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A Summer of Cycling Brings the Art of the Race to Richmond


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The Richmond area will be awash in art and exhibitions as the races approach, including larger-than-life wall murals, the science of the two-wheelers, custom-painted bicycles and art pieces at strategically selected rural bike routes.

To cheer up the race route, four well-known Richmond artists — Ed Trask, Matt Lively, Greg Leach and Hamilton Glass — plan to paint murals on a 7-foot-tall wall stretching for four blocks from Belvidere to Oregon Hill, Trask says.

Artists also will enliven parts of the rural Virginia Capital Trail bike route east of Richmond near Route 5. Scattered about will be pieces of art, such as murals painted on barns, with a theme of preventing unwieldy suburban sprawl. “The idea is to bring up a conversation about preservation,” Trask says. About half a dozen other artists will decorate other routes.

An exhibit at the Science Museum of Virginia explains how energy, force, aerodynamics and engineering come together to make bicycles work. Featured are early bicycles such as the Bonecrusher, an 1869 iron and wood contraption that had an extremely uncomfortable ride. Another early model was the Penny Farthing, which has a gigantic front wheel and a small rear one. The bike broke many limbs until the safety bicycle came around in the 1880s. High-tech modern versions will be explained as well.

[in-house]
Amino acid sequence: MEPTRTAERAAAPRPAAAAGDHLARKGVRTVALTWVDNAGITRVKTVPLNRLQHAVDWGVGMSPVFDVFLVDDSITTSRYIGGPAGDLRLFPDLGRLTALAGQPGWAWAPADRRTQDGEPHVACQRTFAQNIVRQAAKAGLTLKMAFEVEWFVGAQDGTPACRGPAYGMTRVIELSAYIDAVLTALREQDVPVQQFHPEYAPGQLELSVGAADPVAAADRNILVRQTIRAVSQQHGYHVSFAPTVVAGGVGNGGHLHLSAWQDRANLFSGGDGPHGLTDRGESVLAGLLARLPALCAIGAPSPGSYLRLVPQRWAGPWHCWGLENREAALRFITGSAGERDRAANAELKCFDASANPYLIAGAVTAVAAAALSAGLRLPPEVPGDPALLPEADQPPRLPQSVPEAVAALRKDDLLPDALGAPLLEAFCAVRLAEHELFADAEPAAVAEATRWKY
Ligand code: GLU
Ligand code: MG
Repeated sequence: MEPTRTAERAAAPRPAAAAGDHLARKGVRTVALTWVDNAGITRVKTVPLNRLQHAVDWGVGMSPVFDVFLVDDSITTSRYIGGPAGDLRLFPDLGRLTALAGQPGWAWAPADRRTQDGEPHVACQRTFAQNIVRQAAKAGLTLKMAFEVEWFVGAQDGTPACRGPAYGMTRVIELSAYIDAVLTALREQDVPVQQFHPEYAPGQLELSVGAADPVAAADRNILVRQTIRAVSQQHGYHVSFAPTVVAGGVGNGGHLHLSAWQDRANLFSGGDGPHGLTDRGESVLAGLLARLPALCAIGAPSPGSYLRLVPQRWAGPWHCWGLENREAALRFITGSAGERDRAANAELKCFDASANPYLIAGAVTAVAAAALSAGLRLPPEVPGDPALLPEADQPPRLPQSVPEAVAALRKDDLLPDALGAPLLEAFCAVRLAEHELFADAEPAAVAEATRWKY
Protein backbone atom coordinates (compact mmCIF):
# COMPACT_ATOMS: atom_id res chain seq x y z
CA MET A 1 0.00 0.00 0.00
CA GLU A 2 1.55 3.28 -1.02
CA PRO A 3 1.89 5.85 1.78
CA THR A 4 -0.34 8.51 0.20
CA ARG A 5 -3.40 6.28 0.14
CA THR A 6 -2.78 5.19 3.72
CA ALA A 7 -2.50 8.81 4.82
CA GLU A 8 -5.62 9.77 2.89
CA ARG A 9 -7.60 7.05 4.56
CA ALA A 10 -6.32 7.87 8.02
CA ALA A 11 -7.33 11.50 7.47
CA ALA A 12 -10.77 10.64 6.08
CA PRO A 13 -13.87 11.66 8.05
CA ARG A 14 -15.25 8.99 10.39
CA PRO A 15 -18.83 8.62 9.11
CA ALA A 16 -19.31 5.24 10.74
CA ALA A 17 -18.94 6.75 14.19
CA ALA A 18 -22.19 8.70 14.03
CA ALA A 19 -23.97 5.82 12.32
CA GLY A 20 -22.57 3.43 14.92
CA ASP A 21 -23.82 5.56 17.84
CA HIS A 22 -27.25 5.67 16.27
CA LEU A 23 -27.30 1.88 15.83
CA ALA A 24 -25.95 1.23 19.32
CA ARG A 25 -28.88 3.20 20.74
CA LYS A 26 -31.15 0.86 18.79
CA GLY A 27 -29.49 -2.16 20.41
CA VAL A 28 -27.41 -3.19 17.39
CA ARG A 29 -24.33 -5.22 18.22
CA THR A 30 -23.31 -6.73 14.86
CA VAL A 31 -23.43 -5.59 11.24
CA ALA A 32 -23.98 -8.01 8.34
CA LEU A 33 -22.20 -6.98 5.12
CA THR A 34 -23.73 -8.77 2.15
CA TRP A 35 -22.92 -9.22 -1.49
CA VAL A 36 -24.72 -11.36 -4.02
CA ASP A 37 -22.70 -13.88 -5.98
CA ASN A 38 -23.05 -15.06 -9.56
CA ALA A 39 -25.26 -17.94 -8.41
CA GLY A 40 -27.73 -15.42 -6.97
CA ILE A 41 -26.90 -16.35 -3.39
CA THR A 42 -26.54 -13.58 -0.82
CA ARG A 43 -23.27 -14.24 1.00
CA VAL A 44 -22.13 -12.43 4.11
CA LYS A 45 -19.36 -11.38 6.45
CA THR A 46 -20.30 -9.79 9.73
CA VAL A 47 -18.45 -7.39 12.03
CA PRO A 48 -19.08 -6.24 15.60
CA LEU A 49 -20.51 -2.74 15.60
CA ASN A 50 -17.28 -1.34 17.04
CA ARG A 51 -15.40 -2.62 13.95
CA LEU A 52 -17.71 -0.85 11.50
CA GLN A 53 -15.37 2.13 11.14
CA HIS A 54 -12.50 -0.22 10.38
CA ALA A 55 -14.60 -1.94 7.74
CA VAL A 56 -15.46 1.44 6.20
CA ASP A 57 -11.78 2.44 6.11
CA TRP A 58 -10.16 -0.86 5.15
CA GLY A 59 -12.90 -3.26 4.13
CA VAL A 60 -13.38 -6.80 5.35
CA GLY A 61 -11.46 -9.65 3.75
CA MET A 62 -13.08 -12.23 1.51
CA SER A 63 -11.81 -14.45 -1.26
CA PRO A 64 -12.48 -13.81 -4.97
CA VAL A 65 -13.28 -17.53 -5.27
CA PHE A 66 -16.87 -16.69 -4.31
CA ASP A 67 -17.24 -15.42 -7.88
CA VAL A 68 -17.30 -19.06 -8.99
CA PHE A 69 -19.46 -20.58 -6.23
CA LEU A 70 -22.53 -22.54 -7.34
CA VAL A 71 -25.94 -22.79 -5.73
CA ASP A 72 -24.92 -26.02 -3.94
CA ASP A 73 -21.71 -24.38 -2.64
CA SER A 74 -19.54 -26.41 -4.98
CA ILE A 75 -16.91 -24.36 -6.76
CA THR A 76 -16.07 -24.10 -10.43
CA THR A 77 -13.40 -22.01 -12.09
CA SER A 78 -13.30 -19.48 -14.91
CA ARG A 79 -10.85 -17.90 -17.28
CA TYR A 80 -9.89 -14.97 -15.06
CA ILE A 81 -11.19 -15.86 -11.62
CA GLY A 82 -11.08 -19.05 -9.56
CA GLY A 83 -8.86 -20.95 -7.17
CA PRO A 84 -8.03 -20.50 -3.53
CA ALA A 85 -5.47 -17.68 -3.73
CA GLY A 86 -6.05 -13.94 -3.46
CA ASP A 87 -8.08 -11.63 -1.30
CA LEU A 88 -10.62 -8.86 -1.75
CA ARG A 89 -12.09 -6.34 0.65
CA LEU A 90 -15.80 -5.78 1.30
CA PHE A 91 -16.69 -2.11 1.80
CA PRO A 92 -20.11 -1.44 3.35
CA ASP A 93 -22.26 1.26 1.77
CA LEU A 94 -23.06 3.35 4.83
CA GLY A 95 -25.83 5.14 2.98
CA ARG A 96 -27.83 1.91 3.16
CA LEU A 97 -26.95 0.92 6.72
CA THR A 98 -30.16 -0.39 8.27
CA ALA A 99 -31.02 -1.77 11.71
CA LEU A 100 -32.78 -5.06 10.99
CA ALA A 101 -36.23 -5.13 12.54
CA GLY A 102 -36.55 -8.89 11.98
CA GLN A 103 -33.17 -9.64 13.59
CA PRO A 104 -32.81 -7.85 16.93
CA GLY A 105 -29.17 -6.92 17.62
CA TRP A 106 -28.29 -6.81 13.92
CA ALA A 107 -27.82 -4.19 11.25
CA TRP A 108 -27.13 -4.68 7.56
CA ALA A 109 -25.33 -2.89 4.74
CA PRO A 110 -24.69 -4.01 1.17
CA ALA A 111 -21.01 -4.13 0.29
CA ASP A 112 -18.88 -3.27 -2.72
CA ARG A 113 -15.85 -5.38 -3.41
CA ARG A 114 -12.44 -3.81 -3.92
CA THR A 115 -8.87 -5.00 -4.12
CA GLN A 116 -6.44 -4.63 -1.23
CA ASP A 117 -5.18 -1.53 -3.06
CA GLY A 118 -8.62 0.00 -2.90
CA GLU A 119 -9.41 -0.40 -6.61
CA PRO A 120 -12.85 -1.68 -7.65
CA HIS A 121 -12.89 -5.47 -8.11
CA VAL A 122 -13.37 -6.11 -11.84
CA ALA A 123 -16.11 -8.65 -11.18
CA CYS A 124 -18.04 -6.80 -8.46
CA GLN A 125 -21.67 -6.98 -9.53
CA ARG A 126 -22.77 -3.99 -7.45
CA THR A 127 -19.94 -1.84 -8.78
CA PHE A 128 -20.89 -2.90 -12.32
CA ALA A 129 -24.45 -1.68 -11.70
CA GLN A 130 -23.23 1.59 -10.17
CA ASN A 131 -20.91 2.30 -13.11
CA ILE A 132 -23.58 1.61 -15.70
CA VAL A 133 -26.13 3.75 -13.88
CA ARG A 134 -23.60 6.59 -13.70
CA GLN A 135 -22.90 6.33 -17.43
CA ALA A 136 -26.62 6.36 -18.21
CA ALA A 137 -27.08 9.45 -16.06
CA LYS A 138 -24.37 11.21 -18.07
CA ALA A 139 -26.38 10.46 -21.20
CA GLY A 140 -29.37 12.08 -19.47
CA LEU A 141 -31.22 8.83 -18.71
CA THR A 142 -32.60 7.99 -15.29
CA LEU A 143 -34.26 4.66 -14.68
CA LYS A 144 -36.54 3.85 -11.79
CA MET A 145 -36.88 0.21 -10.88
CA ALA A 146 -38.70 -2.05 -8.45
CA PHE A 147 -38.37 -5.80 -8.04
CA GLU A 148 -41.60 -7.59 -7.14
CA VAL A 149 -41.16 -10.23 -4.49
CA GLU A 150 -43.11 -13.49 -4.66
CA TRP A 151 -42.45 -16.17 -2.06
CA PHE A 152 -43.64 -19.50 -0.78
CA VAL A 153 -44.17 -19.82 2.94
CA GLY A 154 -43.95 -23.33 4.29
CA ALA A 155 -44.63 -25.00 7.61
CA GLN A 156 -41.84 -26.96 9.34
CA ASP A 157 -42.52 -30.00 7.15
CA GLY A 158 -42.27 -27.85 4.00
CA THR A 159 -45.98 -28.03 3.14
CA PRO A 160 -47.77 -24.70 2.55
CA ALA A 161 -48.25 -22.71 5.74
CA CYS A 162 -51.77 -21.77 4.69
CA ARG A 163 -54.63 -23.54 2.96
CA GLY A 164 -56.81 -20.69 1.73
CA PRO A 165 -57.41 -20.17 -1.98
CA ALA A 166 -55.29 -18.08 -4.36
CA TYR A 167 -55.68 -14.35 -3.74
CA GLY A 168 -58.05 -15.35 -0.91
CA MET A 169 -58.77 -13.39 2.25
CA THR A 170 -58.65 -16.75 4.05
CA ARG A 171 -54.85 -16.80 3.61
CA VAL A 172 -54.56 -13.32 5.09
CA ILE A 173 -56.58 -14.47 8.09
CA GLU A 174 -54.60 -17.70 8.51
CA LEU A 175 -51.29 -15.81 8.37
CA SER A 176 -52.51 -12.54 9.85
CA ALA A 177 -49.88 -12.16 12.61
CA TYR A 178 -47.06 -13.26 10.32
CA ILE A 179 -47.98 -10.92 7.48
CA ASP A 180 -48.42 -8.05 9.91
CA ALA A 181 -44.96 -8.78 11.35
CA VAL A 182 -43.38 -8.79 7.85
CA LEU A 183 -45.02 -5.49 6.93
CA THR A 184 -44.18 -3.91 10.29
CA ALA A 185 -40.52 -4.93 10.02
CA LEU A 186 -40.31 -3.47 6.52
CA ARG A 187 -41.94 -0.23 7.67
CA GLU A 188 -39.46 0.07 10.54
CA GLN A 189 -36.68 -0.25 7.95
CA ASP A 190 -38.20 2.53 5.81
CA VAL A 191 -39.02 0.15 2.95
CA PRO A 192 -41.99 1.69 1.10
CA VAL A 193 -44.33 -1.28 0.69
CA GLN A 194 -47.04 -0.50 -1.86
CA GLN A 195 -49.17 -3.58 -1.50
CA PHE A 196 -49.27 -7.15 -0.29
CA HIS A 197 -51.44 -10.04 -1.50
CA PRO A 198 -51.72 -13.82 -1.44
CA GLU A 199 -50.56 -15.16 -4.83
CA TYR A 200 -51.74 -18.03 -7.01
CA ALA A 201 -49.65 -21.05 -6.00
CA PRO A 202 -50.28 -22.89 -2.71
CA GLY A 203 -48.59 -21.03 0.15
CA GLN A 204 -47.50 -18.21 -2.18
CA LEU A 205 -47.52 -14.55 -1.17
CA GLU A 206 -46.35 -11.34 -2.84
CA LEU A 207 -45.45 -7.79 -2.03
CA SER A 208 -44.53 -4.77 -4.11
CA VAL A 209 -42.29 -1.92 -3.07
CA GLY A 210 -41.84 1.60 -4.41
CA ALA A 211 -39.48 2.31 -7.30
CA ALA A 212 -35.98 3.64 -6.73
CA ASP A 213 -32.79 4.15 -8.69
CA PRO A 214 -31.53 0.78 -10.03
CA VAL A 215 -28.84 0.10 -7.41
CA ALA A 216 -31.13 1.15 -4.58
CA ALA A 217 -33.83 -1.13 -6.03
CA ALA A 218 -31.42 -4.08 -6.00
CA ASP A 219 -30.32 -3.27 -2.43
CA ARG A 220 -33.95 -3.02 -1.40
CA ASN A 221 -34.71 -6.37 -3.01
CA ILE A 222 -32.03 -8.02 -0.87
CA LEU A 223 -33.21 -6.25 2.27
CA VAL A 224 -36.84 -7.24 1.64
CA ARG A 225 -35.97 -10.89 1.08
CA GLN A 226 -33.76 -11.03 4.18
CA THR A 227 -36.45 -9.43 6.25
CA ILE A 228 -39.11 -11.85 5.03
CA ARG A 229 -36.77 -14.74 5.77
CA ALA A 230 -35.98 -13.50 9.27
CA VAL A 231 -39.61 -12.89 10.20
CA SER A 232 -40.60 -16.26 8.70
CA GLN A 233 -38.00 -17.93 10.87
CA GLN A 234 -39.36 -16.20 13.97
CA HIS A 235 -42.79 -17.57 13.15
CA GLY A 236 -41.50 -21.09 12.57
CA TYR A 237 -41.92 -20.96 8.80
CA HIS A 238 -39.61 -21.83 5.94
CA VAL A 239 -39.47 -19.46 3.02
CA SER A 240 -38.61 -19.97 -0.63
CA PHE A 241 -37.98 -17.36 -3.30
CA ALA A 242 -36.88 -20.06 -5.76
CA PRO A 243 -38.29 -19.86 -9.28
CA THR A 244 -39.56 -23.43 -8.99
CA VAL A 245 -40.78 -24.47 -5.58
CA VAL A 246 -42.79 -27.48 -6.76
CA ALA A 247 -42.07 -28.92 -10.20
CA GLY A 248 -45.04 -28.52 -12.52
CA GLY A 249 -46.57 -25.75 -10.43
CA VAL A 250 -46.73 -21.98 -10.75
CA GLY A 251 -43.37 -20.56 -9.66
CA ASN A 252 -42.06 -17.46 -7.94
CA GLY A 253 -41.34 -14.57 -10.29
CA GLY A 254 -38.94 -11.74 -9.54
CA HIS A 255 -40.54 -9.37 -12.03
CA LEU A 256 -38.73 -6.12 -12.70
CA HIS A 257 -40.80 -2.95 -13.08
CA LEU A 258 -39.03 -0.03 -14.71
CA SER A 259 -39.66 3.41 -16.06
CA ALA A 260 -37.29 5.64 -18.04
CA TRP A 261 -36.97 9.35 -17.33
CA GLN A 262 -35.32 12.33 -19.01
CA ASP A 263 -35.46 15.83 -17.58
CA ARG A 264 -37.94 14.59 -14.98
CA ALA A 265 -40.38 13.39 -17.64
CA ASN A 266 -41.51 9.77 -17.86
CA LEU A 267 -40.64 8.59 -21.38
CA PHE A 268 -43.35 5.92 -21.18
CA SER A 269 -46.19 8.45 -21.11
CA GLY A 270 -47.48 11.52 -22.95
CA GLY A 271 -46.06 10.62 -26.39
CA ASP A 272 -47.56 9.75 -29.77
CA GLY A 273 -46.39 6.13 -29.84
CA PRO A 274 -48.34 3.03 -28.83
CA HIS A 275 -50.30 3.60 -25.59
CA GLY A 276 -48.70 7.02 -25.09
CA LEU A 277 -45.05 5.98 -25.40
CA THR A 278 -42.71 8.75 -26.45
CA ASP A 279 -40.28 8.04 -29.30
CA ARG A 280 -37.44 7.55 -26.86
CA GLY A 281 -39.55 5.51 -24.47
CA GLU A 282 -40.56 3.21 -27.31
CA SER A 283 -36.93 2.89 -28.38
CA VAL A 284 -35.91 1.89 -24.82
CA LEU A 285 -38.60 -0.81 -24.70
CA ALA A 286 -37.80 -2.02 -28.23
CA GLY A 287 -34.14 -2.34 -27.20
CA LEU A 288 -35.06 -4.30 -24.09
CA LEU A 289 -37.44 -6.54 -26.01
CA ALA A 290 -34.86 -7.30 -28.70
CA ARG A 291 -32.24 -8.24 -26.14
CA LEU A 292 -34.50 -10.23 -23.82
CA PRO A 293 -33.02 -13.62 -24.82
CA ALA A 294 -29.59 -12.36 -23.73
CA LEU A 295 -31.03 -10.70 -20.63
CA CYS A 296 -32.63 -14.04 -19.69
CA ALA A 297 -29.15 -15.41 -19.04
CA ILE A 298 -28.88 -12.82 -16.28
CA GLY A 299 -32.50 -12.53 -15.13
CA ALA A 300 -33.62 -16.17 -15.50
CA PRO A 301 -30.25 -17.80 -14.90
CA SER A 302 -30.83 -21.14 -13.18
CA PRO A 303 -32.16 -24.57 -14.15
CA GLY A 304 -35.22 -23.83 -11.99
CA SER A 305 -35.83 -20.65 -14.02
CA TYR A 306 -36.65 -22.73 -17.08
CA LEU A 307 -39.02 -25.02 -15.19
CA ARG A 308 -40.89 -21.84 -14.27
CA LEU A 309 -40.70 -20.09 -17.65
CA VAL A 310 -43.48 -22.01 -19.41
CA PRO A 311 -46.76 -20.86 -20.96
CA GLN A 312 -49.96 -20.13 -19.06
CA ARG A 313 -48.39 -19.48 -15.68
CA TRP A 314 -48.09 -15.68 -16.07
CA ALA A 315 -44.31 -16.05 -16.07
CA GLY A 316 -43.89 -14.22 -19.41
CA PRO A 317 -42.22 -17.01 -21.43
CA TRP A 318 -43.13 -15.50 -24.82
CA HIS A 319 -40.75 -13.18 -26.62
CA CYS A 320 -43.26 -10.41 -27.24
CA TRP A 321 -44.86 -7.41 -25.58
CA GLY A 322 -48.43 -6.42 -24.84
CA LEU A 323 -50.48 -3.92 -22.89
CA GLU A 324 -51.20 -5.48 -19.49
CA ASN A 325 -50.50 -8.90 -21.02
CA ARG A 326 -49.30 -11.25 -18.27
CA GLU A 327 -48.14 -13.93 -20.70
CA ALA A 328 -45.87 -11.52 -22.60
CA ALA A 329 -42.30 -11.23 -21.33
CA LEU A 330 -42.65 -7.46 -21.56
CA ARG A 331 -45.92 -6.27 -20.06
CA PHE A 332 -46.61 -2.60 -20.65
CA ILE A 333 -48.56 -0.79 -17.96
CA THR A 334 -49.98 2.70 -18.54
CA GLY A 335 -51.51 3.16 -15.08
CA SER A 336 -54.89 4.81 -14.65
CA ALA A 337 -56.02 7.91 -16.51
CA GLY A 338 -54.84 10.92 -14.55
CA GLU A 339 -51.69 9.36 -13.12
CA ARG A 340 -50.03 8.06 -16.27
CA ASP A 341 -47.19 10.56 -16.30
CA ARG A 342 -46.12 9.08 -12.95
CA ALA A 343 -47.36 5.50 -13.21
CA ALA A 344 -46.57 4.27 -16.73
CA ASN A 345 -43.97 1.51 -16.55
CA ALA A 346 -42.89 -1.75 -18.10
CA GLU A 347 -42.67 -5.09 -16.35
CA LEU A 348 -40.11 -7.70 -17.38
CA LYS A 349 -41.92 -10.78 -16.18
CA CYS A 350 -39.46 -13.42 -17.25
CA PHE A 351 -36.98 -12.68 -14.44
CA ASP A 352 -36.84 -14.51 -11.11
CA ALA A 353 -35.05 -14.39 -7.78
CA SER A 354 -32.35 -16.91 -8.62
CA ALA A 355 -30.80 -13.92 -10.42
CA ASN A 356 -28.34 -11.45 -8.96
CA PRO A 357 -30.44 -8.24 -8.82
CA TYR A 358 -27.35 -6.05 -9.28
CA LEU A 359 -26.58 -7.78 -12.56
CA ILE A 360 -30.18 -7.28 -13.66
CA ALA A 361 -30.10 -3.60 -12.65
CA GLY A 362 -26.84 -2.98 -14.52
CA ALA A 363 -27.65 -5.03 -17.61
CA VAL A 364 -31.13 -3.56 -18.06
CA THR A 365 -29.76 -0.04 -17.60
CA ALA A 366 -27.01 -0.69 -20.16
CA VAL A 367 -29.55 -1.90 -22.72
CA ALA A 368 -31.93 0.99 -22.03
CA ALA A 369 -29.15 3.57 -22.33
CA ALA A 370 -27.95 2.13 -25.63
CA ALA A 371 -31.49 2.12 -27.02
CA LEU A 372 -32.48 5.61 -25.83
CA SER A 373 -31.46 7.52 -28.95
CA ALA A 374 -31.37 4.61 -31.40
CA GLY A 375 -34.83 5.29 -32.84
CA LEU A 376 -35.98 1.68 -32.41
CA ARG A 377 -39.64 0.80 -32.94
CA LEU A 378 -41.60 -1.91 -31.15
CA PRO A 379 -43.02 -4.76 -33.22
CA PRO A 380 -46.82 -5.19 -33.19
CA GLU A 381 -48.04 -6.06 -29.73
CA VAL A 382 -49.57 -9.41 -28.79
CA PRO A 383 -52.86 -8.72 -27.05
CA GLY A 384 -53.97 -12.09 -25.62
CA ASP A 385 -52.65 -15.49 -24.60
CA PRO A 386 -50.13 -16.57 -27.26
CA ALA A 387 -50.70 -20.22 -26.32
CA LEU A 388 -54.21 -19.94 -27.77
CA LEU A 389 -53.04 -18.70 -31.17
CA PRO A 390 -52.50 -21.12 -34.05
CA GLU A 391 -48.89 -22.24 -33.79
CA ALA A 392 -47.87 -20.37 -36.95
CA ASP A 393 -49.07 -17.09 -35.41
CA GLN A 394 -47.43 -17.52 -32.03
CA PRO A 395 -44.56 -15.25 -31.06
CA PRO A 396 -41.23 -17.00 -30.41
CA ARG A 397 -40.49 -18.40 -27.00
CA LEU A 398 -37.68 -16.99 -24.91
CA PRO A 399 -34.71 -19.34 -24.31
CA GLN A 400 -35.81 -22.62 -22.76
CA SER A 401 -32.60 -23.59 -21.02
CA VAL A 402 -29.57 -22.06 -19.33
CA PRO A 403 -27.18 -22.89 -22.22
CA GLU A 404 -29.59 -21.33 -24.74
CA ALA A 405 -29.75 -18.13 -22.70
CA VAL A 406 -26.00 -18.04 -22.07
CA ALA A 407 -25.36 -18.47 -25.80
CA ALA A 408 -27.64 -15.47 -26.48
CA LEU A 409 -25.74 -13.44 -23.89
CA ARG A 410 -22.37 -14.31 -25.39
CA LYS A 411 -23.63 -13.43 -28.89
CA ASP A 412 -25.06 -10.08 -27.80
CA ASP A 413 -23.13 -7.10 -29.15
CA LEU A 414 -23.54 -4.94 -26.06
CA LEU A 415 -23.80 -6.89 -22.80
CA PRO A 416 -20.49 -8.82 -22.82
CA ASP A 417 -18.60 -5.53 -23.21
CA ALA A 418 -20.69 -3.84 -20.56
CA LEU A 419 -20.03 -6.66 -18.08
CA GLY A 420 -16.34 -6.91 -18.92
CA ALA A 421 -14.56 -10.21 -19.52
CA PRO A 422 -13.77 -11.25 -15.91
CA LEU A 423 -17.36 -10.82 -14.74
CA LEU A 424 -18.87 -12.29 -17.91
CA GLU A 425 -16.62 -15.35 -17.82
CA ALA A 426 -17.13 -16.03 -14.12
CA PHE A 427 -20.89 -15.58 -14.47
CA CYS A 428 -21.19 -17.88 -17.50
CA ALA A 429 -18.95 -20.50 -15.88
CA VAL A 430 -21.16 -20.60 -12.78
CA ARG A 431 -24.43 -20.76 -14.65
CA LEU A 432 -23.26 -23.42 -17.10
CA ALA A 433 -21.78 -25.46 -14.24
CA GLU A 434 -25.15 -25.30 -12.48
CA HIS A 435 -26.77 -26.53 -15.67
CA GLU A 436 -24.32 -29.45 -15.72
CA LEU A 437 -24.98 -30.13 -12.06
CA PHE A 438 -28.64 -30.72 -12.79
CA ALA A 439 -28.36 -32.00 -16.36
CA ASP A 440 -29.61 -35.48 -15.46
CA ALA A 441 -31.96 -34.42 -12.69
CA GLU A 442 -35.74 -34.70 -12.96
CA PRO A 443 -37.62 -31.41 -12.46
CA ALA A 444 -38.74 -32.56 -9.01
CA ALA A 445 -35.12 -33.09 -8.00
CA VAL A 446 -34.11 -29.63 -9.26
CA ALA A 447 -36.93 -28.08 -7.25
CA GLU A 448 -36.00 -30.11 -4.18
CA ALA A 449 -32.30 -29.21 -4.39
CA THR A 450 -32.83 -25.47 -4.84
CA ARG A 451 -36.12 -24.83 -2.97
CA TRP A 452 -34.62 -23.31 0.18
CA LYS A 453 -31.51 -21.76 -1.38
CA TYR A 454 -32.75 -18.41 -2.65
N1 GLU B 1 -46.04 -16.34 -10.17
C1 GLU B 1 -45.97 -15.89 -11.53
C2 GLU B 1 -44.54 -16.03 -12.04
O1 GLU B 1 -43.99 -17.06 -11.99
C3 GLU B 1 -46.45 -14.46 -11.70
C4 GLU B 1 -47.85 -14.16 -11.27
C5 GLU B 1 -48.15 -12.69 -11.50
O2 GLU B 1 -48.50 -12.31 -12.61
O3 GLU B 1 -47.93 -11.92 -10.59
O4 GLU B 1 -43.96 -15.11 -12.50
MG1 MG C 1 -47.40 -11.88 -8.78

The Valentine museum will open “In Gear: Richmond Cycles,” Aug. 27, with extended hours to 8 p.m. during September. The exhibit will offer “a uniquely Valentine take on bicycling in Richmond from the 19th century to the present.”

On Sept. 19, the Richmond Cycling Corps, which promotes biking for all ages, will recruit 23 local artists, including Trask, to hand-decorate bike frames. Craig Bodson, founder of the corps, says the location will be announced later.

Wheels Turning
The UCI Road World Championships arrive in September, along with an estimated 450,000 spectators in nine days. Leading up to the race, Style is featuring vignettes on some of the plans across the city to prepare, capitalize and cash in on the big event.


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